Top state officials, including the president, prime minister and Riigikogu speaker, as well as MPs, judges and others, will see a monthly pay-check boost in April 2023 that is more than double the increase a year earlier.
Wages and salaries in Estonia are generally quoted per month rather than per annum.
Whereas in 2022 the average wage paid to senior civil servants increased by 7.9 percent on year, for 2023, the rise may be significantly more.
While the precise figures are not yet clear, estimates are possible, ERR reports.
Between January and August this year, the pension insurance component of social tax took in €1.64 billion, a 12.7 percent rise on the same period in 2021 – according to Tax and Customs Board (MTA) data.
Inflation as referred to by the Ministry of Finance's summer economic forecast was put at 19.5 percent.
The relevant legislation, the Civil Service Act, requires salaries of senior civil servants to increase from April each year according to growth on the pension insurance part of the social tax on year, i.e. salary growth, which makes up 80 percent of the rise, and is also indexed to inflation, which makes up the remaining 20 percent of the pay increase.
In other words, top civil servants are likely to see a pay-rise in double-figures and not single-figures for 2023, estimated by ERR at 14.06 percent for top employees.
The top salary bracket for senior civil servants this year stands at €7,303.06.
The development comes against the backdrop of an inflation rate of close to 25 percent in August, rising private sector wages and threats of public sector teachers' strikes.
However, state pensions are also set to rise next year, both due to indexation and to an extra pensions hike of €20, giving an average increase nationwide from €595 to €700 per month, an 18-percent rise, one which is in fact higher than that of senior civil servants' pay.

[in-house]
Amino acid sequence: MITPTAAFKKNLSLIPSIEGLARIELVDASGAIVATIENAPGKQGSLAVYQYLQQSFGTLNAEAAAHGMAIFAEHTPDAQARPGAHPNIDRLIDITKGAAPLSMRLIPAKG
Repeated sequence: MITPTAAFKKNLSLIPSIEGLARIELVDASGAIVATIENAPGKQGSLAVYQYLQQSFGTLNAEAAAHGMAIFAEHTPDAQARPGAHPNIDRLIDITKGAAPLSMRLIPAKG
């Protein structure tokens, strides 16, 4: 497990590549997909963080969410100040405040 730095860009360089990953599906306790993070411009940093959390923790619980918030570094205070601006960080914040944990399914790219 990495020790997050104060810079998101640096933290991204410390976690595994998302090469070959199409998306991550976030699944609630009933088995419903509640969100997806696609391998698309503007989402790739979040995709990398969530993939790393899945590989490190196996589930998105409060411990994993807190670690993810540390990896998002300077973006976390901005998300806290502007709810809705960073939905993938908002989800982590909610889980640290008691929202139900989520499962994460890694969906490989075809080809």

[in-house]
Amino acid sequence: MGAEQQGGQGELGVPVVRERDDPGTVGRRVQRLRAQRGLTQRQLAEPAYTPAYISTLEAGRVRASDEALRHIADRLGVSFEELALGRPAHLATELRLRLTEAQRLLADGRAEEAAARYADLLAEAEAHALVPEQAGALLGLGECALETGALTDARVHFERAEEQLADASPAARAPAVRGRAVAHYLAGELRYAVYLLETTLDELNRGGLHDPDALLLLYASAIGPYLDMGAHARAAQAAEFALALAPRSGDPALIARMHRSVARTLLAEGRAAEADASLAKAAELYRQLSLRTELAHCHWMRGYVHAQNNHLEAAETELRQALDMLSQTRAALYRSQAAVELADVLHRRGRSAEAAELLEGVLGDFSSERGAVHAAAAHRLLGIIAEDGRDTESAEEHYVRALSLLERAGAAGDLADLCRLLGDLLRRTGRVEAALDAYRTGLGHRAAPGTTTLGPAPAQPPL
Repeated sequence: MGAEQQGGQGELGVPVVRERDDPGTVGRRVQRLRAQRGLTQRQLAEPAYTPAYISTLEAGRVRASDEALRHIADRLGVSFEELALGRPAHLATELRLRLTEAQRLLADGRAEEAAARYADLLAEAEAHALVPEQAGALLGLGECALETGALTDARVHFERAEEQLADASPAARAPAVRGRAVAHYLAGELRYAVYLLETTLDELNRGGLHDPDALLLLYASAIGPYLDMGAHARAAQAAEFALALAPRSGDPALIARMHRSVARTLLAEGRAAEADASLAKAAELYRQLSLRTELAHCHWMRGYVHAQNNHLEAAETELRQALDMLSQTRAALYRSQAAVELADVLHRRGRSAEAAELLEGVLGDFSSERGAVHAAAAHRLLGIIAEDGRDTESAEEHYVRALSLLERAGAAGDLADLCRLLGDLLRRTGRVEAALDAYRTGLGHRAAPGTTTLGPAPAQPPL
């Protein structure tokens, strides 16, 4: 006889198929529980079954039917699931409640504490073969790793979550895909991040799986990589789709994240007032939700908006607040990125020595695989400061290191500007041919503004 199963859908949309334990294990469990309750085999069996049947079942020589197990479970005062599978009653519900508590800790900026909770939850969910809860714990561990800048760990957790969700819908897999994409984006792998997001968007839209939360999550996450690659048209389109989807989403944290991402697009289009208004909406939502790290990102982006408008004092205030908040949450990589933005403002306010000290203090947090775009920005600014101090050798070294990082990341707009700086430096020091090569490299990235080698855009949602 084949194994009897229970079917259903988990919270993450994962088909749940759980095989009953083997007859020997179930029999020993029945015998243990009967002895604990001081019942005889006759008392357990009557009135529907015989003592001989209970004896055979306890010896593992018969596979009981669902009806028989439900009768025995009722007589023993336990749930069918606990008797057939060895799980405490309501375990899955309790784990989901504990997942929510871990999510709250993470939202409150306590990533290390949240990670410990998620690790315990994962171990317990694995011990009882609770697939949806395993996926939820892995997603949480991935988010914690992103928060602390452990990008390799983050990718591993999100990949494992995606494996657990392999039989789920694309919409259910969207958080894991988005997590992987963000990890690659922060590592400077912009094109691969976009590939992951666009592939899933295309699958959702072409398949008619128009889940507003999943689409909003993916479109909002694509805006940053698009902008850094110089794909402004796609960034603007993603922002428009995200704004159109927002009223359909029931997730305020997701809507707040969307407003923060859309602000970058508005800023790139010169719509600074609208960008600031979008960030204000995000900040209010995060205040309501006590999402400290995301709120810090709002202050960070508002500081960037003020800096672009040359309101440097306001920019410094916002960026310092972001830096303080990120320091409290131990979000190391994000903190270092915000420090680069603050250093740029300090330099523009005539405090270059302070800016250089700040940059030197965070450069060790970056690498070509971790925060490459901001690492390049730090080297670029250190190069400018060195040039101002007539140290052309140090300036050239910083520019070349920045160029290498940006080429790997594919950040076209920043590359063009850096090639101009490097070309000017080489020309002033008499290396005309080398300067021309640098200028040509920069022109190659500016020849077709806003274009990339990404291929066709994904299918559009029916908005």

Estimated top officials pay-rises for 2023:
- President Alar Karis, Prime Minister Kaja Kallas (Reform), Riigikogu Speaker Jüri Ratas (Center) and Supreme Court Chief Justice Villu Kõve can expect a rise from €7,303 to €8,303 per month, gross, an increase of €1,000, compared with the €500-per-month increase between 2021 and 2022.
- Tallinn Mayor Mihhail Kõlvart (Center) and Tallinn Council Chair Jevgeni Ossinovski (SDE) can expect a pay-rise of a little over €1,000 per month, to €8,238 per month gross (Tallinn officials' pay is also indexed in the same way as state civil servants' wages are – see above).
- An increase of €873 per month (again, double the rise from the previous year) to €7,080 can be expected by the Riigikogu's two deputy speakers Helir-Valdor Seeder (Isamaa) and Martin Helme (EKRE), Auditor General Janar Holm, Chancellor of Justice Ülle Madise, members of the Supreme Court bench, State Prosecutor Andres Parmas, all 15 government ministers, State Secretary Taimar Peterkop, the five Riigikogu party whips, and the chairs of all Riigikogu committees.
- Ministerial secretaries general can expect a rise of €786 per month, to €6,372 per month – the heads of ministries are paid 90 percent the rate that their political bosses, the ministers, get.
- Riigikogu committee vice-chairs and the deputy chief whips of the five represented parties will likely see their monthly gross pay rise by €770, to €6,247. The same applies to circuit court judges.
- Ordinary MPs, county court and administrative court judges will get €667 per month more in 2023, at €5,414 gross.
- The national conciliator and the gender equality commissioner will see their wage rise €565, to €4,581 per month.
The top pay rates' indexes are calculated by March 15 each year, with a view to the salary increase kicking-in the following month.
The Ministry of Finance calculates this indexing.
Editor: Andrew Whyte